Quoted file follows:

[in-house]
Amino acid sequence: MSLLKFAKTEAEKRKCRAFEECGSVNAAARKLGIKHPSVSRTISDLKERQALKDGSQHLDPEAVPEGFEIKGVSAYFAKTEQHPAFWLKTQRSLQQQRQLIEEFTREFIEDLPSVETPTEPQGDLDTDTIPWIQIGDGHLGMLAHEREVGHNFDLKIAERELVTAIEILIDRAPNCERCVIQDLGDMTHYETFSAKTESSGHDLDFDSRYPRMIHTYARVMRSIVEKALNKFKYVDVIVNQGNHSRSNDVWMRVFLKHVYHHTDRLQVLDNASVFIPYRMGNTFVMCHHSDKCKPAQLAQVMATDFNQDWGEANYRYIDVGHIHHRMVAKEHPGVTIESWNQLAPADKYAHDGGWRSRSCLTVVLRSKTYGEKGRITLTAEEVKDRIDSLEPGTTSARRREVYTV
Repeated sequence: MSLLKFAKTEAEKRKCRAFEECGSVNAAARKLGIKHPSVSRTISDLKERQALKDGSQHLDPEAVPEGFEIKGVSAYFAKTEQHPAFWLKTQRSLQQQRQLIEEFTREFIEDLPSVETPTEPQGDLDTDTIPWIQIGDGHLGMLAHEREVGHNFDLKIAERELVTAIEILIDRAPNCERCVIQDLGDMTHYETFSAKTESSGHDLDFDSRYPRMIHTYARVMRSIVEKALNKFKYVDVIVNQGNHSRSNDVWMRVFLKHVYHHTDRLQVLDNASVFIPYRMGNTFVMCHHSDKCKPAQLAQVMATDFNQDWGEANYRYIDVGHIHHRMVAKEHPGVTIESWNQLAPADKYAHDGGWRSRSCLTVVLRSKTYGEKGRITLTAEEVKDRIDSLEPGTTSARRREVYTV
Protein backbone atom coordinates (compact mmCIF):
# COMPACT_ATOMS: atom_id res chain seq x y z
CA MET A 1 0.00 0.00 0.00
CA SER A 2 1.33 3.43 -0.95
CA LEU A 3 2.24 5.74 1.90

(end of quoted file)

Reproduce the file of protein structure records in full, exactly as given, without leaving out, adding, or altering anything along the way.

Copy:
[in-house]
Amino acid sequence: MSLLKFAKTEAEKRKCRAFEECGSVNAAARKLGIKHPSVSRTISDLKERQALKDGSQHLDPEAVPEGFEIKGVSAYFAKTEQHPAFWLKTQRSLQQQRQLIEEFTREFIEDLPSVETPTEPQGDLDTDTIPWIQIGDGHLGMLAHEREVGHNFDLKIAERELVTAIEILIDRAPNCERCVIQDLGDMTHYETFSAKTESSGHDLDFDSRYPRMIHTYARVMRSIVEKALNKFKYVDVIVNQGNHSRSNDVWMRVFLKHVYHHTDRLQVLDNASVFIPYRMGNTFVMCHHSDKCKPAQLAQVMATDFNQDWGEANYRYIDVGHIHHRMVAKEHPGVTIESWNQLAPADKYAHDGGWRSRSCLTVVLRSKTYGEKGRITLTAEEVKDRIDSLEPGTTSARRREVYTV
Repeated sequence: MSLLKFAKTEAEKRKCRAFEECGSVNAAARKLGIKHPSVSRTISDLKERQALKDGSQHLDPEAVPEGFEIKGVSAYFAKTEQHPAFWLKTQRSLQQQRQLIEEFTREFIEDLPSVETPTEPQGDLDTDTIPWIQIGDGHLGMLAHEREVGHNFDLKIAERELVTAIEILIDRAPNCERCVIQDLGDMTHYETFSAKTESSGHDLDFDSRYPRMIHTYARVMRSIVEKALNKFKYVDVIVNQGNHSRSNDVWMRVFLKHVYHHTDRLQVLDNASVFIPYRMGNTFVMCHHSDKCKPAQLAQVMATDFNQDWGEANYRYIDVGHIHHRMVAKEHPGVTIESWNQLAPADKYAHDGGWRSRSCLTVVLRSKTYGEKGRITLTAEEVKDRIDSLEPGTTSARRREVYTV
Protein backbone atom coordinates (compact mmCIF):
# COMPACT_ATOMS: atom_id res chain seq x y z
CA MET A 1 0.00 0.00 0.00
CA SER A 2 1.33 3.43 -0.95
CA LEU A 3 2.24 5.74 1.90